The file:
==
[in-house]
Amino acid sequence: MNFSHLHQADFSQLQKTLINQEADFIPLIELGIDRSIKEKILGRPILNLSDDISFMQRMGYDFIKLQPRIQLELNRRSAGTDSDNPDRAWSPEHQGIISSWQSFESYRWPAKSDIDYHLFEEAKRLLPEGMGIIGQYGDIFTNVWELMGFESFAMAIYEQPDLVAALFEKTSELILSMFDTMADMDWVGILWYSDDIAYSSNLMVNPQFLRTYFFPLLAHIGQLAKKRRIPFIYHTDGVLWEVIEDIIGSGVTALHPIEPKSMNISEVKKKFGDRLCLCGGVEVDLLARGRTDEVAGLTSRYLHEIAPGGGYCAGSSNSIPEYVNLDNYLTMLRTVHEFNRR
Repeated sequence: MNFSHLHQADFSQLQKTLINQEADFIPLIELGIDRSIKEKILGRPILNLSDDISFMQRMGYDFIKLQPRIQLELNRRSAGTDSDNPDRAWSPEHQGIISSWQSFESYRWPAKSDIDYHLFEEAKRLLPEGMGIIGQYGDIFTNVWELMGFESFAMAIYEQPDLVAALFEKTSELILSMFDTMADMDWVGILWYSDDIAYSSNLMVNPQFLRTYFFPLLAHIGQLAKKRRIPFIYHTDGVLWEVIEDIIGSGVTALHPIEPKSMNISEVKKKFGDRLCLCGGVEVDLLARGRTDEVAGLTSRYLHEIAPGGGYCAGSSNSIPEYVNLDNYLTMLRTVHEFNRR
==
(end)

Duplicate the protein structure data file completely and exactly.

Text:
[in-house]
Amino acid sequence: MNFSHLHQADFSQLQKTLINQEADFIPLIELGIDRSIKEKILGRPILNLSDDISFMQRMGYDFIKLQPRIQLELNRRSAGTDSDNPDRAWSPEHQGIISSWQSFESYRWPAKSDIDYHLFEEAKRLLPEGMGIIGQYGDIFTNVWELMGFESFAMAIYEQPDLVAALFEKTSELILSMFDTMADMDWVGILWYSDDIAYSSNLMVNPQFLRTYFFPLLAHIGQLAKKRRIPFIYHTDGVLWEVIEDIIGSGVTALHPIEPKSMNISEVKKKFGDRLCLCGGVEVDLLARGRTDEVAGLTSRYLHEIAPGGGYCAGSSNSIPEYVNLDNYLTMLRTVHEFNRR
Repeated sequence: MNFSHLHQADFSQLQKTLINQEADFIPLIELGIDRSIKEKILGRPILNLSDDISFMQRMGYDFIKLQPRIQLELNRRSAGTDSDNPDRAWSPEHQGIISSWQSFESYRWPAKSDIDYHLFEEAKRLLPEGMGIIGQYGDIFTNVWELMGFESFAMAIYEQPDLVAALFEKTSELILSMFDTMADMDWVGILWYSDDIAYSSNLMVNPQFLRTYFFPLLAHIGQLAKKRRIPFIYHTDGVLWEVIEDIIGSGVTALHPIEPKSMNISEVKKKFGDRLCLCGGVEVDLLARGRTDEVAGLTSRYLHEIAPGGGYCAGSSNSIPEYVNLDNYLTMLRTVHEFNRR